James Schramko:              And the sixty-four-four, for a simple way to think of that is imagine if one of my clients has a great business idea and they ask five people. I might ask their mom, they might ask their friend from school, they might ask someone on the street they’ve just met, they might share it with an Uber driver and then they might ask me, me, right? So one, you know, one of those people, it’s probably going to have significantly better advice for that person if it is in, if it’s within my range of skill set and my data catchment, considering I’ve coached now well over 2000 people over the last decade and have generated an enormous amount of success stories. If this person’s idea fits within something I’ve already seen. And I know exactly. In fact, I had a great example today. One guy came to me with this amazing opportunity.

Uh, he explained it all to me. He told me one of his hesitations and I just said to him like, who can I tell you something in confidence? And he said, yes. I said, this guy has been, um, he’s been arrested for fraud in the past, so I would not take the opportunity. And he said, thank you. So that means the, the, the advice, uh, is so powerful compared to the average. So you can’t just take that five people’s advice and then average it out. That’s what most people tend to do. Yeah. All right. Look, look for it. If you don’t find an unequal distribution, then there’s something not quite right.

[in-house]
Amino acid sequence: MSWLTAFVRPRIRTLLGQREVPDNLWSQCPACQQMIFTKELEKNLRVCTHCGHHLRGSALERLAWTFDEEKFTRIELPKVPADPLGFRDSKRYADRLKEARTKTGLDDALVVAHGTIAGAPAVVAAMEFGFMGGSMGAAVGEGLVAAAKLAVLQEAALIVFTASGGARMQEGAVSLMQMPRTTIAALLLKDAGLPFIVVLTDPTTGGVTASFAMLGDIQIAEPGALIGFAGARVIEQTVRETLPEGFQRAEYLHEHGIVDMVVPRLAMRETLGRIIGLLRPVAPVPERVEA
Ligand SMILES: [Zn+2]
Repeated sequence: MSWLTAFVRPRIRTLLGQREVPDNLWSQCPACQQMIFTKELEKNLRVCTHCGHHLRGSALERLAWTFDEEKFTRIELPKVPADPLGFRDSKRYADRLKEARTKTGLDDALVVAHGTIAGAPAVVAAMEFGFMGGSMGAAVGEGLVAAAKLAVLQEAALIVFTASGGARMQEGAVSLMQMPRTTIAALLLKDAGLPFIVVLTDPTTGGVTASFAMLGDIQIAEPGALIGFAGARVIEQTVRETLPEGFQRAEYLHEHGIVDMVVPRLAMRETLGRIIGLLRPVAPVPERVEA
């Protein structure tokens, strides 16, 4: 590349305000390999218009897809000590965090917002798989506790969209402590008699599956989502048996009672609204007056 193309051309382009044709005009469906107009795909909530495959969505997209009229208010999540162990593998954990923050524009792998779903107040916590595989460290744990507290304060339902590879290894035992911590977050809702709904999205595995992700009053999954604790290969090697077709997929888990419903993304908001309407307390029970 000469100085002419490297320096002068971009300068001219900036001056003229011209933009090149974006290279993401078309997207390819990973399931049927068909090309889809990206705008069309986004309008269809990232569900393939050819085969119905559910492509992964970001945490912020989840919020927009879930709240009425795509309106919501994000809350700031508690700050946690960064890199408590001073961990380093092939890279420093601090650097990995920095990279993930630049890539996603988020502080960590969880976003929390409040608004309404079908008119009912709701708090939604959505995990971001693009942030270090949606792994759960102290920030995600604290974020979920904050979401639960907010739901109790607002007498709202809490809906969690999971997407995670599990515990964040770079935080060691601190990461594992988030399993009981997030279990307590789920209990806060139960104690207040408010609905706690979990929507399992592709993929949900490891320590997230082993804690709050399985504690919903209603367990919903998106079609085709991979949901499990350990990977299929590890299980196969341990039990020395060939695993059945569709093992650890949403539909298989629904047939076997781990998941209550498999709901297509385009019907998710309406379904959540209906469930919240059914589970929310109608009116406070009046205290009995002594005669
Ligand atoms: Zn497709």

Janet Beckers:                   Good point. Good point. Yeah. So if you’re going to be taking all those, all that different advice, you, if you’re getting the same advice coming from everybody, you’re the, you’re asking the wrong people. You’re like, who, who?

James Schramko:             Like the other day I service my car and on the way back, the van driver gave me a list and he was giving a, he was saying how he’s, he, he doesn’t have a vote. It’s not, you know, there’s nothing you can do to change the politicians. And he was giving me investment advice and then I’m thinking to myself, this guy’s driving the van from the local service center. Would I take his investment advice over my investment friend who has a proven track record who’s been doing it his whole life and has generated success stories for all of his peer group? Who am I going to, you know, where do they position on the scale of how much weight I put in them and I can tell you they’d be very different.